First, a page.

The growth experiments used by seven companies, Microsoft, Amazon, Adore Me, Molson Coors, MightyHandle, Hubspot, and Humana, are presented below. The companies represent a range of different product types (including one software company) to provide a broad range of examples from different industries. The experimentation undertaken by these companies includes website design, product recommendations, online store photography, product design, and marketing strategy. It is noted that some of these examples may be used to develop case studies in due course. Given this, the availability of additional information in the public domain has been noted for each example to assist in this process.
Microsoft — Bing Search Engine Headline Variation
- Back in 2012, a Microsoft employee had an idea regarding a variation to the way headings were presented by the Bing search engine. Testing was needed to evaluate its viability and impact. Unfortunately, due to time pressures and a multitude of other ideas, the idea went nowhere for several months, until one of the engineers recognized that the code required for a simple online experiment could be written relatively quickly for only a small cost.
- An A/B online experiment was put in place. The test was simple, comparing the results of a control group (A) using the current Bing headline format to an experiment group (B) using the proposed headline variation. Users were randomly assigned to either group A or group B when using the Bing search engine. Key metrics regarding the use of each group were then evaluated to assess the results.
- A built-in alert, the “too good to be true trigger,” was included in the testing protocol. It was designed to send an alert if the results appeared to be overly skewed toward one group so that engineers could assess whether a bug in the test program was responsible for the results being seen. After just a few hours, an alert was triggered.
- When reviewed, the results were not caused by a bug; what they revealed was truly astounding. The headline variation had resulted in a 12% increase in revenue, and notably, the variation had no impact on the user experience. When implemented, this variation would result in a growth in revenue of $100 million in the US alone. Needless to say, the variation soon became the new Bing norm. The growth experiment has become the highest revenue growth experiment in Microsoft history.
- Microsoft has a long and well-documented history of growth experiments, making it an ideal candidate for a future case study. Microsoft has developed its own experimental platform, where there are currently more than 15 product groups within the Microsoft family running growth experiments, including Bing, Edge, Exchange, Identity, MSN, Office client, Office online, Photos, Skype, Speech, Store, Teams, Windows, and X box.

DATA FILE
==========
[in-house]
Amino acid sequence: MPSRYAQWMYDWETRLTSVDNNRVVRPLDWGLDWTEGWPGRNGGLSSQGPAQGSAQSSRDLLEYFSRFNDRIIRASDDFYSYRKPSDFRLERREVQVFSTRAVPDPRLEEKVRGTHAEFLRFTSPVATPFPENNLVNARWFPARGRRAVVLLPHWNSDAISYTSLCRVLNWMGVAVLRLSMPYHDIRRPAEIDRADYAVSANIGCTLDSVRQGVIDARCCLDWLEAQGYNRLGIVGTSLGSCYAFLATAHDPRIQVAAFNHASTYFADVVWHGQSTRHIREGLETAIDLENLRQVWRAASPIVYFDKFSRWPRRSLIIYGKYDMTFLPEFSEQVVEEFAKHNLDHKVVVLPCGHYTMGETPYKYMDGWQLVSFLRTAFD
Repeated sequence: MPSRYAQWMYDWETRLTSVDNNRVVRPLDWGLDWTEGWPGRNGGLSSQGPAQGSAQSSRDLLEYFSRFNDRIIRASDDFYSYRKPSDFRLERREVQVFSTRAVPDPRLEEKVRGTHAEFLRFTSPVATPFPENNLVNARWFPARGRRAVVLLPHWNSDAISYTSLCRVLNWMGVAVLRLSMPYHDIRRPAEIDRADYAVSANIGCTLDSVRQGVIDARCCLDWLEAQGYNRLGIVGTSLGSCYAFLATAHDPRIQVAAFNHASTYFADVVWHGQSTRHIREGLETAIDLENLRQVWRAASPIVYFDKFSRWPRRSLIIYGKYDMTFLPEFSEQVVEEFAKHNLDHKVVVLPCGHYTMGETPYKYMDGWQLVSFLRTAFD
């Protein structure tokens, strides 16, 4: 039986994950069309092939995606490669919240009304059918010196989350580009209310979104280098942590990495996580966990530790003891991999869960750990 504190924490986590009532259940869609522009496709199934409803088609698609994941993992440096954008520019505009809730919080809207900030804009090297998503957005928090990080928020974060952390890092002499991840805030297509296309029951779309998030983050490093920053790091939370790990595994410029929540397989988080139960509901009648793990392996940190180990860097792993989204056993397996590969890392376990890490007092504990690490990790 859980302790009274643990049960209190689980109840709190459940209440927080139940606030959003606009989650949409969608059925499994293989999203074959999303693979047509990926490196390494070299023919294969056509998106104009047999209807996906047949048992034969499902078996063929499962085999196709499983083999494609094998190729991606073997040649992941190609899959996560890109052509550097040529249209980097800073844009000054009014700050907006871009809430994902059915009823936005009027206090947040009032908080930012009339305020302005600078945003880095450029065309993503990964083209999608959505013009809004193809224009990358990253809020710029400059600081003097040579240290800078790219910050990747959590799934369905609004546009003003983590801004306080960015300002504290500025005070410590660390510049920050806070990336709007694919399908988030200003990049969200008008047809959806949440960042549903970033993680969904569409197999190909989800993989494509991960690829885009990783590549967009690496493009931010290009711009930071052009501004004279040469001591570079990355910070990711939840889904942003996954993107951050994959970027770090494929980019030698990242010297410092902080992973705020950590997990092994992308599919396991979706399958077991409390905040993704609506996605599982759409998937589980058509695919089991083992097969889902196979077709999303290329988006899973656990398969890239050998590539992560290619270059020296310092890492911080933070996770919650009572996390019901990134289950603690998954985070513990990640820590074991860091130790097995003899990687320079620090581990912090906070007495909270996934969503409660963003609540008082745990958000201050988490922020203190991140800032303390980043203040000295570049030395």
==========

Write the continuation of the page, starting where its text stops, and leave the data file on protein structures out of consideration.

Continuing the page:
Amazon — Product Recommendations
- Jeff Bezos, the CEO of Amazon, has said, when discussing Amazon’s success, “Our success at Amazon is a function of how many experiments we do per year, per month, per week, per day.”
- Many of Amazon’s experiments are A/B experiments relating to product placement optimization. One of the experiments Amazon ran explored the use of product recommendations and the effect a recommendation has on consumer buying behavior.
- Amazon used two different product pages to test the impact of recommendations on buyer behavior. The first product page contained no recommendation.
- The variation was the inclusion of a product recommendation following the search results.
- Amazon then analyzed the impact of the recommendation on consumer buying behavior to determine if it resulted in more consumers purchasing the recommended product. Unfortunately, Amazon does not typically release its growth experimentation testing results, so the results are unknown.
- There is a significant amount of information available on the types and results of growth experiments completed by Amazon, which would make it a viable option to be explored in a future case study. Their latest experiment, which started late August 2020, uses “Dash Cart,” an innovative shopping cart that allows users in its grocery stores to checkout without a cashier, among other things.